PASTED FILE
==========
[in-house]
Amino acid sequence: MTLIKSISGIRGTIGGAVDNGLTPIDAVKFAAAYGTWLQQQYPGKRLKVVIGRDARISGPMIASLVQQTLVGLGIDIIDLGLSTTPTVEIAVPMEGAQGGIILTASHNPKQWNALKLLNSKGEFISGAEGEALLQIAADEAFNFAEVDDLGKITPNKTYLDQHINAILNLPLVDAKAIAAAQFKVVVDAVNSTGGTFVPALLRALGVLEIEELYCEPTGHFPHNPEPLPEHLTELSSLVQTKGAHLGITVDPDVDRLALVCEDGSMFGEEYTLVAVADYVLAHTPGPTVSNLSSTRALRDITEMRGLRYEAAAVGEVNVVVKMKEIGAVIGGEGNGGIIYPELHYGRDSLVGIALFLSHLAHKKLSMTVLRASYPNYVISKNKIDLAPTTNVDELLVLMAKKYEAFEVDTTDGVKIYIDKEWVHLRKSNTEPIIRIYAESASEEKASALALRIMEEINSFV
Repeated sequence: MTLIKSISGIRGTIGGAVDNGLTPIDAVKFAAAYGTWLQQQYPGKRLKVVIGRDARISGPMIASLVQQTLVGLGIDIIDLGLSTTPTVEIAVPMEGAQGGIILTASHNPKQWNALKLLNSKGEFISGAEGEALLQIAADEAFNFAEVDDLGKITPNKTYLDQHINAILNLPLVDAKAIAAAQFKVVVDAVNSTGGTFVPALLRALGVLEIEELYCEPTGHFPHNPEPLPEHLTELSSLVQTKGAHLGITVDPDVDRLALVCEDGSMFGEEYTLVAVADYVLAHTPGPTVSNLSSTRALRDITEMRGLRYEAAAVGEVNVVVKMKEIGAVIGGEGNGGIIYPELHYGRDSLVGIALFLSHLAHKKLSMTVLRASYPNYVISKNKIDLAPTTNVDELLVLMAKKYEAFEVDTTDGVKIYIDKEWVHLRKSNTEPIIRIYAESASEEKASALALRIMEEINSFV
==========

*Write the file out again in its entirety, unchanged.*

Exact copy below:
[in-house]
Amino acid sequence: MTLIKSISGIRGTIGGAVDNGLTPIDAVKFAAAYGTWLQQQYPGKRLKVVIGRDARISGPMIASLVQQTLVGLGIDIIDLGLSTTPTVEIAVPMEGAQGGIILTASHNPKQWNALKLLNSKGEFISGAEGEALLQIAADEAFNFAEVDDLGKITPNKTYLDQHINAILNLPLVDAKAIAAAQFKVVVDAVNSTGGTFVPALLRALGVLEIEELYCEPTGHFPHNPEPLPEHLTELSSLVQTKGAHLGITVDPDVDRLALVCEDGSMFGEEYTLVAVADYVLAHTPGPTVSNLSSTRALRDITEMRGLRYEAAAVGEVNVVVKMKEIGAVIGGEGNGGIIYPELHYGRDSLVGIALFLSHLAHKKLSMTVLRASYPNYVISKNKIDLAPTTNVDELLVLMAKKYEAFEVDTTDGVKIYIDKEWVHLRKSNTEPIIRIYAESASEEKASALALRIMEEINSFV
Repeated sequence: MTLIKSISGIRGTIGGAVDNGLTPIDAVKFAAAYGTWLQQQYPGKRLKVVIGRDARISGPMIASLVQQTLVGLGIDIIDLGLSTTPTVEIAVPMEGAQGGIILTASHNPKQWNALKLLNSKGEFISGAEGEALLQIAADEAFNFAEVDDLGKITPNKTYLDQHINAILNLPLVDAKAIAAAQFKVVVDAVNSTGGTFVPALLRALGVLEIEELYCEPTGHFPHNPEPLPEHLTELSSLVQTKGAHLGITVDPDVDRLALVCEDGSMFGEEYTLVAVADYVLAHTPGPTVSNLSSTRALRDITEMRGLRYEAAAVGEVNVVVKMKEIGAVIGGEGNGGIIYPELHYGRDSLVGIALFLSHLAHKKLSMTVLRASYPNYVISKNKIDLAPTTNVDELLVLMAKKYEAFEVDTTDGVKIYIDKEWVHLRKSNTEPIIRIYAESASEEKASALALRIMEEINSFV